Women In Politics
There were 165 female candidates, out of the 3324 candidates that contested in the 2017 national elections, but none were successful in securing a seat in parliament. It is a setback to many who advocated for equal political representation. The disappointing election outcome demands a reassessment of the political culture and its perception of women as political actors.
One of the main reasons identified was that women were disadvantaged because of the increased bribery and election fraud or the aggressive campaign techniques employed by their male counterparts. These issues certainly affected the integrity of the whole election. But the women candidates must be credited for withstanding these electoral malfeasances and for some, even having a close contest.
A pressing issue evident in all the elections so far is the perception of voters on whether or not women are capable of representing their interests in a highly contested, brutish, predatory and sometimes, bloody political environment. This perception is influenced by factors quite different to those promoting a safe and tolerant political space for women in Western democracies.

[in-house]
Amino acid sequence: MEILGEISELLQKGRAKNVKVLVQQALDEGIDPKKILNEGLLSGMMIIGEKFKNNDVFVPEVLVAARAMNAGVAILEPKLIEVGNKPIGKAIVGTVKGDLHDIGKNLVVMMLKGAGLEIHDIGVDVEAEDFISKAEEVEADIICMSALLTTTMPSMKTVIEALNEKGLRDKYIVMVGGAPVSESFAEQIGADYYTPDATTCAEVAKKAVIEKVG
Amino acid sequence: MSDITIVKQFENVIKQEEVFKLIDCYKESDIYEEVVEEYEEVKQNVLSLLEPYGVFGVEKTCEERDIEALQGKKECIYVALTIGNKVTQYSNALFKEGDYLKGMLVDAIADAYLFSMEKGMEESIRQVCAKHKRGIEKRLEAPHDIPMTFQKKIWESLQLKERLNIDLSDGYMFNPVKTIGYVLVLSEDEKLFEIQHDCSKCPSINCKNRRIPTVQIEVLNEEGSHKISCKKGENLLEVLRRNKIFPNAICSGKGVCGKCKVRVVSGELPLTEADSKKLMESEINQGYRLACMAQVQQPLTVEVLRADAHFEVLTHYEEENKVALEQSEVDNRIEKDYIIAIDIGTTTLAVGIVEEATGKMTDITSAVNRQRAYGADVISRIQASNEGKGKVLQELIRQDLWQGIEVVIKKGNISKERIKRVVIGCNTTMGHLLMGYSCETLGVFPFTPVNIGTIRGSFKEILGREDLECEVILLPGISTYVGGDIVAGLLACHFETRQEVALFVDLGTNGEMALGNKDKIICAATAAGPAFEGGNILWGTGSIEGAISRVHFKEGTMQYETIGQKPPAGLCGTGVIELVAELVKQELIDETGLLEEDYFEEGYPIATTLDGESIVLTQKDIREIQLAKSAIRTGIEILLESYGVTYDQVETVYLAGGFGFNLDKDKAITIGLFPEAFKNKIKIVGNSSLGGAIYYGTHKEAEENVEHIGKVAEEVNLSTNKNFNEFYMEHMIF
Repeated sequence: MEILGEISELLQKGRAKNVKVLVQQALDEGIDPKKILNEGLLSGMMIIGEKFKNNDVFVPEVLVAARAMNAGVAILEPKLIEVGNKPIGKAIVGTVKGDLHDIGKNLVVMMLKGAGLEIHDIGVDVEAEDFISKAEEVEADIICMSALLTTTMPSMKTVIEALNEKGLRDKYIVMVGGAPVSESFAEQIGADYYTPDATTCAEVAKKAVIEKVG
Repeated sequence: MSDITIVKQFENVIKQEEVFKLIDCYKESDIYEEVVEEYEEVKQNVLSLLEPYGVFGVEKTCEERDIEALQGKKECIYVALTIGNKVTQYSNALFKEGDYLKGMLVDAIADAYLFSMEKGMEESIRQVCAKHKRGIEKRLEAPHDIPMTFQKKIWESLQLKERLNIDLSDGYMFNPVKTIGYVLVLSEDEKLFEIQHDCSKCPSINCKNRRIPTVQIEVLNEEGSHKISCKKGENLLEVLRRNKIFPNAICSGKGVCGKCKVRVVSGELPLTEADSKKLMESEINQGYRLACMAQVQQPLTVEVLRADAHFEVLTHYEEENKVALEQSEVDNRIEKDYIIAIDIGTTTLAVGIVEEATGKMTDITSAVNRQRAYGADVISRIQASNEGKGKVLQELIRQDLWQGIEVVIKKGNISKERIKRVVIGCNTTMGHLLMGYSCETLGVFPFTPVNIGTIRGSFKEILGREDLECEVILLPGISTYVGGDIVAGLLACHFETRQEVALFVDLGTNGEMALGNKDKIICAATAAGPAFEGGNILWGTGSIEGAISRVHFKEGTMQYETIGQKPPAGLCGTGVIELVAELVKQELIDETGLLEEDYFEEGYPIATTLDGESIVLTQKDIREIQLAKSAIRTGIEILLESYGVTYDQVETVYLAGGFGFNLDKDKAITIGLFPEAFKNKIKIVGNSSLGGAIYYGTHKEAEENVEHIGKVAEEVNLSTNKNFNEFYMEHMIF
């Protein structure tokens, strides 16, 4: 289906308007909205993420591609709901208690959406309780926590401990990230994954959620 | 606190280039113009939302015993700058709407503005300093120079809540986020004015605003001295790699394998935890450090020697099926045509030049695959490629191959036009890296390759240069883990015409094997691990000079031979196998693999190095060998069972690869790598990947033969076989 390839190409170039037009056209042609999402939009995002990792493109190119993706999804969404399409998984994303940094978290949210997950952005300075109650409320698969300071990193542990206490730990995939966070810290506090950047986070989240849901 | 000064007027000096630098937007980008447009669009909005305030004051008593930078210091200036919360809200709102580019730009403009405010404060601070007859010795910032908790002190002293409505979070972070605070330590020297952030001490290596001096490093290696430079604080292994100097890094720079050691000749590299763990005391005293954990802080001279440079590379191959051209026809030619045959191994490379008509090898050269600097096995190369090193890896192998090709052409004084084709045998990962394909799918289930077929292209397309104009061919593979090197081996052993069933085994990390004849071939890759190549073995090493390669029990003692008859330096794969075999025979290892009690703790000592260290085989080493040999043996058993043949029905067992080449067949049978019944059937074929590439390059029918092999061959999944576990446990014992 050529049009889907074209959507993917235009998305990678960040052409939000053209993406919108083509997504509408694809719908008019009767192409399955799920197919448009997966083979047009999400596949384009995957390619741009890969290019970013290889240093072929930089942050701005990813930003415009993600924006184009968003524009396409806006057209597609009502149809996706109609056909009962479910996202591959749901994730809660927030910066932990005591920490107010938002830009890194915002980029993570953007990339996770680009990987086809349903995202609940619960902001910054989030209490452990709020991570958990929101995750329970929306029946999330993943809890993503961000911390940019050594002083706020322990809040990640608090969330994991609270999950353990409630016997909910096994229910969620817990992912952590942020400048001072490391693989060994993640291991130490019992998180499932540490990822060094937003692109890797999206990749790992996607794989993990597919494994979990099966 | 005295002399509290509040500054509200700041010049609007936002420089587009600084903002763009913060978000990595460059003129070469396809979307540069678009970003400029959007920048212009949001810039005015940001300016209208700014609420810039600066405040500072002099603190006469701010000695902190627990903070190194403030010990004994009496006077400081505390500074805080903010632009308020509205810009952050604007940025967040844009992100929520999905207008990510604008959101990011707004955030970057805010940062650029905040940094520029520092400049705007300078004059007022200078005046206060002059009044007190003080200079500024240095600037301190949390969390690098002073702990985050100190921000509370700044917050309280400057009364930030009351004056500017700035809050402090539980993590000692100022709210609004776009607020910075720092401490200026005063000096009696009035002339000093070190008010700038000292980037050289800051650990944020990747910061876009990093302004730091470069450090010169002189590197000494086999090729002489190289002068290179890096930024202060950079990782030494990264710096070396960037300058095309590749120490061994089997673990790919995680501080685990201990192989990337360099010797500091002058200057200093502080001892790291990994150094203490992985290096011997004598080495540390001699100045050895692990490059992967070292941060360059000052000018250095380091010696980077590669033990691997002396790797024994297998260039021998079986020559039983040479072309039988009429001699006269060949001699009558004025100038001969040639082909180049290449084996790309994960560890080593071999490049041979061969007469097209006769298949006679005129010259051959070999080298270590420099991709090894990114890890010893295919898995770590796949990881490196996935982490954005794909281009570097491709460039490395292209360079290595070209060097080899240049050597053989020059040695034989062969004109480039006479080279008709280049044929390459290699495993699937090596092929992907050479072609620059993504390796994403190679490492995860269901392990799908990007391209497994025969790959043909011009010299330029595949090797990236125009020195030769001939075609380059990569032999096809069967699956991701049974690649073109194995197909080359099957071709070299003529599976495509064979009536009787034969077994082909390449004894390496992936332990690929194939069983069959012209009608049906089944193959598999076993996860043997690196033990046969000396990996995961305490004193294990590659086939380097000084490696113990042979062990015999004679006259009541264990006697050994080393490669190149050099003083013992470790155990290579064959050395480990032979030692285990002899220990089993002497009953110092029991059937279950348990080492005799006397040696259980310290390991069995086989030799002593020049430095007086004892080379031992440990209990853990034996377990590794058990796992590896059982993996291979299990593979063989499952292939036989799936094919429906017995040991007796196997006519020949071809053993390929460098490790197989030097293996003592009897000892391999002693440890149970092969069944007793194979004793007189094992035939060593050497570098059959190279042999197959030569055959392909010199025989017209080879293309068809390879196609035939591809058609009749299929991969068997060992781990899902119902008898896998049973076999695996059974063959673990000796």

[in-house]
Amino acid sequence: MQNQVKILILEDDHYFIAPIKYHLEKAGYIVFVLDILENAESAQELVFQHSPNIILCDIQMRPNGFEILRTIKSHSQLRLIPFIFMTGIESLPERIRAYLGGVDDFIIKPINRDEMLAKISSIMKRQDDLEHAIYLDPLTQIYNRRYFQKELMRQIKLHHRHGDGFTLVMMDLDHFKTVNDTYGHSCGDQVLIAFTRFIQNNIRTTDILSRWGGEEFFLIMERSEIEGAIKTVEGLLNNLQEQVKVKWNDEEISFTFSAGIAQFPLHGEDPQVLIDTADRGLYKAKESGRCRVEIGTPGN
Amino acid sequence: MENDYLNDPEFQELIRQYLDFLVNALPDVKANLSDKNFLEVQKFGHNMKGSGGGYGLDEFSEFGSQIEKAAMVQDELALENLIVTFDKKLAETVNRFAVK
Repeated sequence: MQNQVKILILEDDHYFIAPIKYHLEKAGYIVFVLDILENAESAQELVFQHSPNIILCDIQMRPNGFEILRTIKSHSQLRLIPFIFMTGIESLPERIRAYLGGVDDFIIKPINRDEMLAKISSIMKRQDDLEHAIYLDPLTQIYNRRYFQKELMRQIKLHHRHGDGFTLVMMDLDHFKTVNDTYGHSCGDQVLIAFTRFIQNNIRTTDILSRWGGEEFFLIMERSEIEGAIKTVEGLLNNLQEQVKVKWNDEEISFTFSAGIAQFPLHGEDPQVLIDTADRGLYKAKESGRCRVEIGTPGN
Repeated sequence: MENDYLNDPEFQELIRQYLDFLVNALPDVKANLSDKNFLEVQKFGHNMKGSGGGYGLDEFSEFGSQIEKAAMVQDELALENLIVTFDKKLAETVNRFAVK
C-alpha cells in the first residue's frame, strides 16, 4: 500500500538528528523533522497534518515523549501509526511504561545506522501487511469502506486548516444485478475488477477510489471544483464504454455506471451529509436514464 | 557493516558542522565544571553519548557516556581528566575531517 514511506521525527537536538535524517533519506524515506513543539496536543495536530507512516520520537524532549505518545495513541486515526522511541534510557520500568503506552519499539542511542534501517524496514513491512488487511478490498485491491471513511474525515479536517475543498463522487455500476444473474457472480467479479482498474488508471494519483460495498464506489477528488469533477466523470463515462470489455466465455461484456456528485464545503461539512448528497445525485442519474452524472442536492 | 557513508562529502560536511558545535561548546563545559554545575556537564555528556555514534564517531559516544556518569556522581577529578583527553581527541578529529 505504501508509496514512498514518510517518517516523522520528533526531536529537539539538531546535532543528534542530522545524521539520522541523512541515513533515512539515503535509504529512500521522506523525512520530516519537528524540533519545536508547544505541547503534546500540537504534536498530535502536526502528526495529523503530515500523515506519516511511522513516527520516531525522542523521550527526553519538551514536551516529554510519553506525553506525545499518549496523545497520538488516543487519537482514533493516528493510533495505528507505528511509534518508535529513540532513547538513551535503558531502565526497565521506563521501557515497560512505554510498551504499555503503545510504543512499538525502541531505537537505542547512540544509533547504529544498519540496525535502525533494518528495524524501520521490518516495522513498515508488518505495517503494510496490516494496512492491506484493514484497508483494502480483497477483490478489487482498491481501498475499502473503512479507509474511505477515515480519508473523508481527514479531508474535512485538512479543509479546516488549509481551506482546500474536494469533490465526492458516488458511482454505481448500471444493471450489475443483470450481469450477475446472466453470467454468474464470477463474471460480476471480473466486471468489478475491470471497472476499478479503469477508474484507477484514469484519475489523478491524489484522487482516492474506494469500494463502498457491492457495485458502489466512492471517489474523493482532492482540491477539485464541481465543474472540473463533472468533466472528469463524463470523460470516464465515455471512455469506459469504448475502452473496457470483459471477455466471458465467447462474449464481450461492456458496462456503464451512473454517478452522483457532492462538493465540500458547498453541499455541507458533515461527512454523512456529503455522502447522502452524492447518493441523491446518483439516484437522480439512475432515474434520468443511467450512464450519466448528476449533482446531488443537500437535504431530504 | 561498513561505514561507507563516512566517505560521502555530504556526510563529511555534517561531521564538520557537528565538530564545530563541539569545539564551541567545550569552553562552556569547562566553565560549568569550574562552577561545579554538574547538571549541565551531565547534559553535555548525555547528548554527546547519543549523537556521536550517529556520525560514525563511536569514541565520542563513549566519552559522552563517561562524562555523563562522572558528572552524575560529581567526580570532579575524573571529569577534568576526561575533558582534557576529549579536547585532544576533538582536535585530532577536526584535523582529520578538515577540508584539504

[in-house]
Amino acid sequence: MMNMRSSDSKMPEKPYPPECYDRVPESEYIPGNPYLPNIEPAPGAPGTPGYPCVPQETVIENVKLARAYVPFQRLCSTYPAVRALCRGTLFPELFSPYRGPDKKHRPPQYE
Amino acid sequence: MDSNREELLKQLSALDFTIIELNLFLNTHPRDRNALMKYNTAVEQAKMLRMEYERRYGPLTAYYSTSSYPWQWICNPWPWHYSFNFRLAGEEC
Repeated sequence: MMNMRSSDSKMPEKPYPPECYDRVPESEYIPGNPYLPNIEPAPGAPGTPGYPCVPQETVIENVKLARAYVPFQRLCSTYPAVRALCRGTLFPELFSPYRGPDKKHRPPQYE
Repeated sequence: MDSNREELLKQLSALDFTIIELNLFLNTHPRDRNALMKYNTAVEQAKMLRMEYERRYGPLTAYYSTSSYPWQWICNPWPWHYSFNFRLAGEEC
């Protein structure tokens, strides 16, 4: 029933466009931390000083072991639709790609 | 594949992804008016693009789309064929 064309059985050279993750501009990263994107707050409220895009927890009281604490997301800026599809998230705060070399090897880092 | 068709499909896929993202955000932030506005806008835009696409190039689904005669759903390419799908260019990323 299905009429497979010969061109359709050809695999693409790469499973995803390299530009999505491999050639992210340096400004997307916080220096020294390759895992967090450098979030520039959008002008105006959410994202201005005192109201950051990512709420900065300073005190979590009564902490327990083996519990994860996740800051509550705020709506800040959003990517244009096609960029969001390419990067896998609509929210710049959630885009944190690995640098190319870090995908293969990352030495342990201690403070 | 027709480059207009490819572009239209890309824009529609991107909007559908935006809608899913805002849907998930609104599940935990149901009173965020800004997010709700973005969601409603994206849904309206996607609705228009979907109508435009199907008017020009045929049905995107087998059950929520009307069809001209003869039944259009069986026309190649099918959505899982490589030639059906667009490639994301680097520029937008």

An avenue to effectively address this perception issue is to encourage women to be involved at the local government as councillors, presidents for local level government (LLG), or even as district or provincial administrators. Currently, only a few women are councillors, none, however, are LLG presidents or district and provincial administrators as far as this paper is concerned. These are politically charged positions. Being in these positions would allow women to demonstrate their competency, and seeing their success in these positions would contribute largely to altering the public perception of women in political leadership.